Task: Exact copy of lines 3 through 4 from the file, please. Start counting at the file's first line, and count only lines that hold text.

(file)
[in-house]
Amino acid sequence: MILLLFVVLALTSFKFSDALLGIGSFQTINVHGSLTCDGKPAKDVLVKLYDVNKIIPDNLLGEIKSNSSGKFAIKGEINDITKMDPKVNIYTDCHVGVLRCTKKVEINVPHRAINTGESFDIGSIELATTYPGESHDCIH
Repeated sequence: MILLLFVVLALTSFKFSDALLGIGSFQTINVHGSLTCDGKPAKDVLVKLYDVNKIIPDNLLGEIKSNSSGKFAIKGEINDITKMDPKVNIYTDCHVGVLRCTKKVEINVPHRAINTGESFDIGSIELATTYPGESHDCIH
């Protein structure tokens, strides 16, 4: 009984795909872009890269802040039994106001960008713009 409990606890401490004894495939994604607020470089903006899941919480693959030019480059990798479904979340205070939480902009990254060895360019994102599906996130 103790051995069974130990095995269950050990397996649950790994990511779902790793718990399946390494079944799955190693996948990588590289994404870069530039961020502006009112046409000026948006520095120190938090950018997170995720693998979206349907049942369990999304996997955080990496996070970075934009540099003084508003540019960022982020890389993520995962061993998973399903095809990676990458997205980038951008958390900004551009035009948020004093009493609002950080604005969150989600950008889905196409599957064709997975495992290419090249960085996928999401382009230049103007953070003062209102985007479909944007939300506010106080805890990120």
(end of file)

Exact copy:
Repeated sequence: MILLLFVVLALTSFKFSDALLGIGSFQTINVHGSLTCDGKPAKDVLVKLYDVNKIIPDNLLGEIKSNSSGKFAIKGEINDITKMDPKVNIYTDCHVGVLRCTKKVEINVPHRAINTGESFDIGSIELATTYPGESHDCIH
């Protein structure tokens, strides 16, 4: 009984795909872009890269802040039994106001960008713009 409990606890401490004894495939994604607020470089903006899941919480693959030019480059990798479904979340205070939480902009990254060895360019994102599906996130 103790051995069974130990095995269950050990397996649950790994990511779902790793718990399946390494079944799955190693996948990588590289994404870069530039961020502006009112046409000026948006520095120190938090950018997170995720693998979206349907049942369990999304996997955080990496996070970075934009540099003084508003540019960022982020890389993520995962061993998973399903095809990676990458997205980038951008958390900004551009035009948020004093009493609002950080604005969150989600950008889905196409599957064709997975495992290419090249960085996928999401382009230049103007953070003062209102985007479909944007939300506010106080805890990120």